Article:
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smoking. The industry maintains that advertising is aimed at promoting brand loyalty, persuading people to switch brands or launching new brands. The Secretary of State referred to evidence given by a former chairman of an advertising company that had multi-million dollar tobacco accounts. It is worth dwelling on that gentleman's remarks. He said that that argument was "complete and utter nonsense."

Mr. Swayne: The hon. Gentleman must be aware that making cigarettes is a relatively cheap process, with little economy of scale. It is very easy for new entrants to get into the market. That is prevented by creating a marketing economy of scale, with huge expenditure on brand advertising.

Mr. Harvey: That may very well be true, but it is not a matter of much importance. The fact is that too many cigarettes are being consumed, and it is clear that the companies' advertising efforts are aimed at expanding the market.

Mr. Swayne: Will the hon. Gentleman give way again?

Mr. Harvey: No, because if the hon. Gentleman's comment is no more helpful than the previous one, it will not get us anywhere.

Mr. Swayne: It is much more helpful.

Mr. Harvey: I am disinclined to believe that.

The former chairman of the American advertising agency said:

He is right: the argument is completely ludicrous.

Mr. Swayne: What about toothpaste?

Mr. Harvey: Advertising of all products is designed both to compete with other brands for customers within an existing market and to expand the market.

In 1992, the Department of Health's chief economic adviser carried out a comprehensive study of all the evidence, and concluded:

He studied the impact of advertising bans that had been imposed elsewhere, and concluded:

As I said earlier, that argument was accepted by the then Health Secretary, the right hon. Member for South-West Surrey (Mrs. Bottomley). I did not say that she reached the conclusion that she ought to have reached--that there should be a ban--because, regrettably, she did not. My point was that it was not a study carried out by an obscure official that had gained no credence. The then Secretary of State clearly accepted the burden of the finding. Thus it was that she sent a memo to the Prime Minister saying that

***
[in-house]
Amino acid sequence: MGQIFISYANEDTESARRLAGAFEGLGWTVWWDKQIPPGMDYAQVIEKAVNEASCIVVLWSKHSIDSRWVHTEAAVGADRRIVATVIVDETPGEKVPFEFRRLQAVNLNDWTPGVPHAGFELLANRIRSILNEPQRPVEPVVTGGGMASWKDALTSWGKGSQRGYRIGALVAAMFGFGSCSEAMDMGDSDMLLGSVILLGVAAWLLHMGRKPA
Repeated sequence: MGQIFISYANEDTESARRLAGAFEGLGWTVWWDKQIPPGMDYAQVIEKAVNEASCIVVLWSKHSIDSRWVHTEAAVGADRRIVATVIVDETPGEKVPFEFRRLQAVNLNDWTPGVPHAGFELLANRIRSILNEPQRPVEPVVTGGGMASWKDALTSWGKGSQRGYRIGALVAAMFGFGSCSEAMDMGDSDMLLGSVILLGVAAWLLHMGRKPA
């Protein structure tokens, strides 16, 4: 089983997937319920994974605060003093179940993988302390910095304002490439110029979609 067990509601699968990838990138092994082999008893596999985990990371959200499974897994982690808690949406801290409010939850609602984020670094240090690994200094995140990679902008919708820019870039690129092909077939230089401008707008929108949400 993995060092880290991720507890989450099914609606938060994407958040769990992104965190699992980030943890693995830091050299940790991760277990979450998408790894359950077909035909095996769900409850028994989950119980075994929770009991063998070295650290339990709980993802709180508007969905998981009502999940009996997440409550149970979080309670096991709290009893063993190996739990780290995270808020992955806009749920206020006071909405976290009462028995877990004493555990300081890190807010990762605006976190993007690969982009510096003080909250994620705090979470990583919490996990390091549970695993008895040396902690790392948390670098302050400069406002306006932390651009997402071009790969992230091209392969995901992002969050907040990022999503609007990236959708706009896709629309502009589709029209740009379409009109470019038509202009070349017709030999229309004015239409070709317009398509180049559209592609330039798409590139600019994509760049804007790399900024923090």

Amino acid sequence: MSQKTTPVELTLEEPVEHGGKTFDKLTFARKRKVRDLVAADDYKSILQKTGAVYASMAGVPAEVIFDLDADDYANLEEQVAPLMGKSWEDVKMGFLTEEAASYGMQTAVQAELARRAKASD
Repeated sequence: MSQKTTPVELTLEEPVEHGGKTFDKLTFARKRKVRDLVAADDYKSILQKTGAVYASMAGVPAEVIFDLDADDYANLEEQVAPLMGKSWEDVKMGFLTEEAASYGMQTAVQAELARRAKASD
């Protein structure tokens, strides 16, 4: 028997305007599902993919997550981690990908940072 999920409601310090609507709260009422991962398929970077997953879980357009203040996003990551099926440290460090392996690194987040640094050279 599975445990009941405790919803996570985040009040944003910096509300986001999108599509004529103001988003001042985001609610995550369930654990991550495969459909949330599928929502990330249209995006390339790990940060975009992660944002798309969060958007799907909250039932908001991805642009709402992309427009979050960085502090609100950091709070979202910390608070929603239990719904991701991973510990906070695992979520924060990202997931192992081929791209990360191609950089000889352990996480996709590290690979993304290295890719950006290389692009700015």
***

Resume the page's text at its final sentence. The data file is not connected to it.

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What a far cry from today's Conservative party, which, to all intents and purposes, is opposing the Bill when--as I read in the Sunday newspapers--at least five of its Front-Benchers have accepted perks and hospitality from tobacco firms, including invitations to prestigious sporting events, during the lifetime of this Parliament. The evidence that the right hon. Member for South-West Surrey accepted back in 1993 was right, as were the efforts of senior Cabinet members. It would be more to the Conservative party's credit if it were to accept that logic now.

Of course tobacco advertising increases overall consumption. What other industry has as urgent a need to recruit new customers as one that kills 120,000 of its existing customers each year--about 330 every day--through the use of its product?

An advertising ban means that manufacturers cannot compete for customers on the basis of promotion. The argument goes that that will leave them only one option--to compete more vigorously on price. Needless to say, price is one of the most significant factors in consumption levels. The Bill's success depends largely on the elasticity of demand in the medium to long term, and the willingness of the manufacturers to trim their prices.

Will manufacturers respond to the ban by lowering prices, as they have done in some other countries? If the same happens here, it is to be hoped that the Government of the day in Britain, of whatever colour, will not hesitate to step in with higher levels of tax and duty and redouble their efforts on smuggling.

Mr. Peter Bottomley: I do not want the hon. Gentleman to lose his place, but I am sure that he will find it again easily. If the proportion of teenagers who occasionally, if not regularly, use illegal drugs--when their prices are higher and there is no advertising--is roughly the same as those taking up cigarettes as their main tobacco product, are the lessons to be learned to do with fashion rather than with advertising and possibly even price? Price and advertising must play some part, but the greatest effect on teenagers must surely be peer pressure.